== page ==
LOUISVILLE, Ky. — Makayla Brown, a six-year-old girl in Louisville, died from fentanyl intoxication the coroner confirmed earlier this week.
One southern Indiana doctor said prevention and intervention methods are key.
“When we see high overdose activity in adults, we know that there's a lot of homes in our area that have opioids and other dangerous substances in those homes where children can get ahold of them,” said Clark County Health Officer Dr. Eric Yazel.
He said there is a link to drug overdose cases in adults and minors. He said that’s why it’s important to keep Narcan, an overdose-reversing medication.
“Whether that be adolescents, teenagers that are using, or very young children that come across it from a curiosity standpoint, we do know that exists,” Yazel said.
Thankfully, Yazel said in Clark County, the number is small. In the past five years, he said only one minor has overdosed - a 15-year-old in August of 2021.
"We've been fortunate enough not to have that situation in our county with any kind of regularity, but we know the ingredients exist for that to happen,” Yazel said.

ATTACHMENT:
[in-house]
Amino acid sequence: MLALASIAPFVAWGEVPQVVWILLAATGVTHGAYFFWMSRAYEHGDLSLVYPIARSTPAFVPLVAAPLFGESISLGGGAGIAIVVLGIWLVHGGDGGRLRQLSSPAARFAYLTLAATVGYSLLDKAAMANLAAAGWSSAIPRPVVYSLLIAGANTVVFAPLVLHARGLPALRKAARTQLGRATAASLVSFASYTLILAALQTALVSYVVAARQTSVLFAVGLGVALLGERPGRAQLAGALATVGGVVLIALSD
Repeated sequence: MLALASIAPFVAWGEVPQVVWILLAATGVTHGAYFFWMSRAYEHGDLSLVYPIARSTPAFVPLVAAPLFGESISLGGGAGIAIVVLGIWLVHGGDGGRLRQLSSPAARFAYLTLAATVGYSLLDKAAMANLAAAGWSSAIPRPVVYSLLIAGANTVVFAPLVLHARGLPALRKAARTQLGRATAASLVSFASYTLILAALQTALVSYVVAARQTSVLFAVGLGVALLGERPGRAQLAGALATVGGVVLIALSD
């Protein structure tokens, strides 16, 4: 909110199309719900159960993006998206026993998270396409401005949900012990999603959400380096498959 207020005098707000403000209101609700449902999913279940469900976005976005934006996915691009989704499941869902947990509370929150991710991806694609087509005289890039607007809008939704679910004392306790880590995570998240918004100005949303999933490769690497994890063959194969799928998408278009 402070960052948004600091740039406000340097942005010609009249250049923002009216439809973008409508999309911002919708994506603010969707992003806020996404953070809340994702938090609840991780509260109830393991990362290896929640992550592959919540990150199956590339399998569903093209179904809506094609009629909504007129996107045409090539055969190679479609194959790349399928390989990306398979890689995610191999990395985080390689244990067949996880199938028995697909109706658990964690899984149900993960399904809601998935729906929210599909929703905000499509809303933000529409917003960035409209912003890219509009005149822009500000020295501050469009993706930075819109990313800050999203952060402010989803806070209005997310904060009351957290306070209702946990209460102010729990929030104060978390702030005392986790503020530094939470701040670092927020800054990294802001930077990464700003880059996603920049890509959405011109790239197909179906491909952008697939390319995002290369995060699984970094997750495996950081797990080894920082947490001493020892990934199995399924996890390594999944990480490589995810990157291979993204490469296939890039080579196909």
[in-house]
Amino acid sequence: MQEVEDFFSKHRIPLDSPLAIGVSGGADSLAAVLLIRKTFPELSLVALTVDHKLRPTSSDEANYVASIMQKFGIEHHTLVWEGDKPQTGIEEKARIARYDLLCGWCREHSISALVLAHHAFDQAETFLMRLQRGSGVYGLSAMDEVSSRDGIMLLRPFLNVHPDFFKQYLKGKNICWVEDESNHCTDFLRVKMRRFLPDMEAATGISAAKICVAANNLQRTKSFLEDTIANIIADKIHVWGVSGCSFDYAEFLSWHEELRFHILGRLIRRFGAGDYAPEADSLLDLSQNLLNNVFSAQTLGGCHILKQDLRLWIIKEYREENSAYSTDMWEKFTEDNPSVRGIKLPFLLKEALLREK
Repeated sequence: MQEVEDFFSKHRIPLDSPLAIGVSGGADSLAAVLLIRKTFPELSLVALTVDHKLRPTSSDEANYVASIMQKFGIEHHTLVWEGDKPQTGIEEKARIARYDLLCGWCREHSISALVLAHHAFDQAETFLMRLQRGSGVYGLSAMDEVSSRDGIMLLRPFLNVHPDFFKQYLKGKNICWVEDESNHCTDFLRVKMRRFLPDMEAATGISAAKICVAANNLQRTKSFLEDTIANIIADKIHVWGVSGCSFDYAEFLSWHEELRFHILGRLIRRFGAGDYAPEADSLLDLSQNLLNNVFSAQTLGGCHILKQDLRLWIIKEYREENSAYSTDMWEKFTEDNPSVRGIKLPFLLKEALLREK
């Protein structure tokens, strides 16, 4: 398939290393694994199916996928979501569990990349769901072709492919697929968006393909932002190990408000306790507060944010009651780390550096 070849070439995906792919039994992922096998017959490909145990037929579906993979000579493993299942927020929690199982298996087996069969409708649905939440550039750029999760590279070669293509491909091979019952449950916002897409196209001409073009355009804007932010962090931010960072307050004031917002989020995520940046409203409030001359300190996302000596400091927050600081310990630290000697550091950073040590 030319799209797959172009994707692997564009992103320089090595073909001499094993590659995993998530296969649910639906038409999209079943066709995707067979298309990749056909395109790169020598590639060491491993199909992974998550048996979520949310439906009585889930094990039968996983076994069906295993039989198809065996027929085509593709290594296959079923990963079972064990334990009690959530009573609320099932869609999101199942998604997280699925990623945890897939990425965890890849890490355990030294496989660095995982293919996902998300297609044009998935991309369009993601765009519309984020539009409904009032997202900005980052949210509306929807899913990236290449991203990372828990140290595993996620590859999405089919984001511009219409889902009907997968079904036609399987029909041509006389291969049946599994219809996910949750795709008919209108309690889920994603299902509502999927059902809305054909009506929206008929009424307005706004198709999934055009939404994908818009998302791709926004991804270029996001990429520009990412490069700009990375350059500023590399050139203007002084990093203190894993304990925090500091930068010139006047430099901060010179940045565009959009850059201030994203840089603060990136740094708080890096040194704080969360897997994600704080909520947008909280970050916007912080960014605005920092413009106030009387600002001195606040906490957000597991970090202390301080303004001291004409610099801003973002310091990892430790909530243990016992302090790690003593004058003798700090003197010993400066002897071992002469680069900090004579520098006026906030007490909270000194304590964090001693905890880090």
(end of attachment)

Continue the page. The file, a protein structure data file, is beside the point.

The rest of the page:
Across the river in Jefferson County, the numbers are higher.
According to the coroner's office, out of the 603 confirmed overdose deaths in 2021, 7 were 18 and younger, 5 were under 18.
Out of the 604 overdoses in 2020, the office says 2 were under 18.
Out of the 379 overdoses in 2019, the office reports 1 was under 18.
As for Kentucky as a whole, state data shows less than five children age 0 to 4 died from overdoses; the same goes for ages 5 to 14. However, there is a contrast; there were 127 deaths within the 15 to 24 age group.
Yazel said counties, even those in Kentucky, already collaborate on programs and prevention methods, but he said there's more to be done to tackle this problem.
Editor's Note: A previous version of this story included inaccurate data. This version has been corrected.